1997 COMMENTARY ON VARIABLE LIFE: Here is another real life example of why variable life is a bad thing to do. The figures on the policies came from an article in California Broker- an insurance trade magazine. The article did point out the inconsistencies between various products, but did not go into why you would use them in the first place. I'll use the two that showed the highest values at 20 years. Male age 45, 1,000,000 death benefit, policy endows at age 95, premiums paid for 20 years and a gross investment return of 9%. The policy was designed for maximum income, NOT insurance coverage. For other alternatives, get the April 1997 edition of California Broker.

Carrier Net Return Cash Value in Years 1 10 20 Income Year 21- 40

A 7.44% 9,472 132,785 393,493 33,243

B 8.3% 9,085 127,017 396,361 34,257

Carrier Death Benefit 1 10 20 40 Guaranteed death benefit

A 127,442 350,735 611,493 71,785 24 years

B 216,485 334,417 603,761 85,733 20 years

So what's the deal?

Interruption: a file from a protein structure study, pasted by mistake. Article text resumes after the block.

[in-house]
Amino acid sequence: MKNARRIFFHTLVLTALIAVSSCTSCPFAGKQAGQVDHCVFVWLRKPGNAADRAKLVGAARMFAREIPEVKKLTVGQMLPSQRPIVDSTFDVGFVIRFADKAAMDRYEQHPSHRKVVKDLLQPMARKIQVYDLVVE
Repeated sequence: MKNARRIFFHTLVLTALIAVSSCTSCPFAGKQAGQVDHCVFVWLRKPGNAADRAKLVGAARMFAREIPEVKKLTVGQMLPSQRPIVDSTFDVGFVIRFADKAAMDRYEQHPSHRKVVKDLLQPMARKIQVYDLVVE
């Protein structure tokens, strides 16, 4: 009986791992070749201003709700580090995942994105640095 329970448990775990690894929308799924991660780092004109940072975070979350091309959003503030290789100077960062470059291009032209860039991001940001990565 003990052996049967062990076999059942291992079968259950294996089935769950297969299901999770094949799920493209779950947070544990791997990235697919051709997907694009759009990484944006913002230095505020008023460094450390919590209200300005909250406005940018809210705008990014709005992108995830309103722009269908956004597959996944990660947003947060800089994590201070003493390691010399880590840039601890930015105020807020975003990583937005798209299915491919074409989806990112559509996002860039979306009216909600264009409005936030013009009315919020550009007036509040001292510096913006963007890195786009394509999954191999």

These policies cost $10,000 a year. Carrier A provides $127,500 insurance to start- carrier B provides $216,000. If I bought the cheapest insurance for life, it would be about $1,000 a year for life. That means that $9,000 would be left over to grow in a separate investment fund. Now in order for my comparison to work, I am going to put the entire amount in index funds that have low turnover- about 5%+ per year. I also assume the same return as the variable life- 9%- I must also adjust for the capital gains that are thrown off each year from the index funds. At a 30% tax on the gain, it results in net yield of 8.87%. So using that for 20 years, and you have a value of $493,828. Add the $175,000 of insurance that has grown to almost $200,000 and you have a total death benefit of $693,828- far greater than either of the best two policies. Now the best income stream from the insurance is about $34,000 per year. So with my example, I can get $49,000 but have to pay the continuing $1,000 annually for insurance. The remaining $48,000 is taxable whereas the monies from the policy is tax free. After deducting 30% tax and you net approximately the same net $34,000. But I still have $200,000 in net insurance versus the other policies at about $75,000. And my policy now has a cash value of $50,000.